MAUNAWILI, Hawaii - It’s a class rooted in ancient Hawaiian values that has become a gateway for high school students transitioning into college. 

Youth who've faced challenges in the past are embracing the popular program at Olomana School.

"For me, it's kind of soothing because we're breathing in his strength and he's breathing in my strength," Chaz Rios-Billaber, student enrolled in the class said. 

16 year-old Rios-Billaber looks forward to soaking in whatever he can in woodwork class. The course teaches students how to put together traditional Hawaiian crafts: poi pounders, boards and fish hooks. Everything is made by hand. 

"It's not just something that looks nice, it has a purpose... Just give it lots of love so it has that feeling that I accomplished it," 15 year old sophomore Isaac Santiago said.

The pilot program launched in partnership with Windward Community College and allows students to earn three college credits. It's geared toward giving youth who've run into problems, a head start after graduation. 

Instructor Ryan Olivares kick started the class in January and says it has instilled key virtues.

"Especially with the Pohaku, pounding it with another stone like the back of a hammer. The first week they were like oh this is taking so long, now they're like oh! patient and they just bloom from there," Olivares said. "

Rios-Billaber says the class helped him reconnect with his grandpa who specializes in fish hook carving.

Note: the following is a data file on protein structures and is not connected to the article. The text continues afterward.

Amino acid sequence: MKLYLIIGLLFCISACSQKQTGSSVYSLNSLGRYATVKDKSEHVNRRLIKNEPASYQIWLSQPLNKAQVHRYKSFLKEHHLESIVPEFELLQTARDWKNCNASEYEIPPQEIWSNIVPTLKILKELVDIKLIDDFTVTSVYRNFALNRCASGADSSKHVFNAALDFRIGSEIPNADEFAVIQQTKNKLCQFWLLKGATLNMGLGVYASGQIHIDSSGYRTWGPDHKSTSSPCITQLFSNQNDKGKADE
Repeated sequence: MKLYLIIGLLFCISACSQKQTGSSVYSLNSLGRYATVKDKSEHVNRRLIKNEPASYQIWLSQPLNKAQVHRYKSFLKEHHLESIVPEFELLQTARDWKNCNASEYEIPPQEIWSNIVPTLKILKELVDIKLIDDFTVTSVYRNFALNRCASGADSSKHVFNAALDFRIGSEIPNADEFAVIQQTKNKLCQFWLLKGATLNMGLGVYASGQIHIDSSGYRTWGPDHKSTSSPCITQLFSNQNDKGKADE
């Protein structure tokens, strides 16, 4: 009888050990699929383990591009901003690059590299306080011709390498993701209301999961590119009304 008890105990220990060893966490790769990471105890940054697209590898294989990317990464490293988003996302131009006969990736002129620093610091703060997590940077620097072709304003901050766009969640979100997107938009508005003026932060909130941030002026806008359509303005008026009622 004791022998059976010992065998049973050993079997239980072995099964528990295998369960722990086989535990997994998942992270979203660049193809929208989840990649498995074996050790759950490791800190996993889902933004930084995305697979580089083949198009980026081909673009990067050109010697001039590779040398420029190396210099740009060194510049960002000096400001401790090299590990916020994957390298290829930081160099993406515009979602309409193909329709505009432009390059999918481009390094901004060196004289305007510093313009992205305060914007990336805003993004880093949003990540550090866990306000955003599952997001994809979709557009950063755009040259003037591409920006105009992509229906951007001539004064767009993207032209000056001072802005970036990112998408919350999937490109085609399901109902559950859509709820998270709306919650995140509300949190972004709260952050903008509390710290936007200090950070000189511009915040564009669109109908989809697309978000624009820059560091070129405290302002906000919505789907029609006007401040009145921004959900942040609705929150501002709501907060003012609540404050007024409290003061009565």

"I told him that I had this class and he was all happy and he said oh you can teach me some stuff that I learned in here and he can teach me," Rios-Billaber said. 

Majority of students at Olomana are of Hawaiian descent. Olivares says faculty structured the course around Hawaiian values. But each lesson is also tailored to coincide with other school subjects. 

"You can apply to everything science: motion, velocity, culinary, why are you smashing taro, what happens in the taro, all the break down...The hook engineering comes into play, structure, force. Each hook has to carry a minimum of 100 pounds, the ones that they make and if they break, sorry," Olivares said. 

It seems to be doing the trick. Malakai Kamekona Kipapa's borderline GPA climbed above a 3.0 this semester. His progress motivated him to take on a whole new approach. 

"Before I used to be rascal, like I didn't listen to nobody but now I can help people... Make them follow what I'm doing, lead them to a good path, not the old path," Kipapa said. 

A never ending push to inspire Hawaii's keiki to look to the past to guide them in the future.